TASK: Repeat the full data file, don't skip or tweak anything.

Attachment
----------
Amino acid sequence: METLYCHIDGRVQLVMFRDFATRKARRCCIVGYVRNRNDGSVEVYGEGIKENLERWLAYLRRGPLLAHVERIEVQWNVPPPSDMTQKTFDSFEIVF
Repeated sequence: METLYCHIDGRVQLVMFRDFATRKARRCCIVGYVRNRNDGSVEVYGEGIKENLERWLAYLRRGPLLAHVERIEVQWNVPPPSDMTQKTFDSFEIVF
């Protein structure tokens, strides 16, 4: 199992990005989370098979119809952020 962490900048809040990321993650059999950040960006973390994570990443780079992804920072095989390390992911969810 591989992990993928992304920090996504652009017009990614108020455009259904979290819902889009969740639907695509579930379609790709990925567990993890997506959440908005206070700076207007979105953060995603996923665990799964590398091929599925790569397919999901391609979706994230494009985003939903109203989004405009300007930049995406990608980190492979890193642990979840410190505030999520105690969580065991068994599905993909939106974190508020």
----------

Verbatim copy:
Amino acid sequence: METLYCHIDGRVQLVMFRDFATRKARRCCIVGYVRNRNDGSVEVYGEGIKENLERWLAYLRRGPLLAHVERIEVQWNVPPPSDMTQKTFDSFEIVF
Repeated sequence: METLYCHIDGRVQLVMFRDFATRKARRCCIVGYVRNRNDGSVEVYGEGIKENLERWLAYLRRGPLLAHVERIEVQWNVPPPSDMTQKTFDSFEIVF
């Protein structure tokens, strides 16, 4: 199992990005989370098979119809952020 962490900048809040990321993650059999950040960006973390994570990443780079992804920072095989390390992911969810 591989992990993928992304920090996504652009017009990614108020455009259904979290819902889009969740639907695509579930379609790709990925567990993890997506959440908005206070700076207007979105953060995603996923665990799964590398091929599925790569397919999901391609979706994230494009985003939903109203989004405009300007930049995406990608980190492979890193642990979840410190505030999520105690969580065991068994599905993909939106974190508020």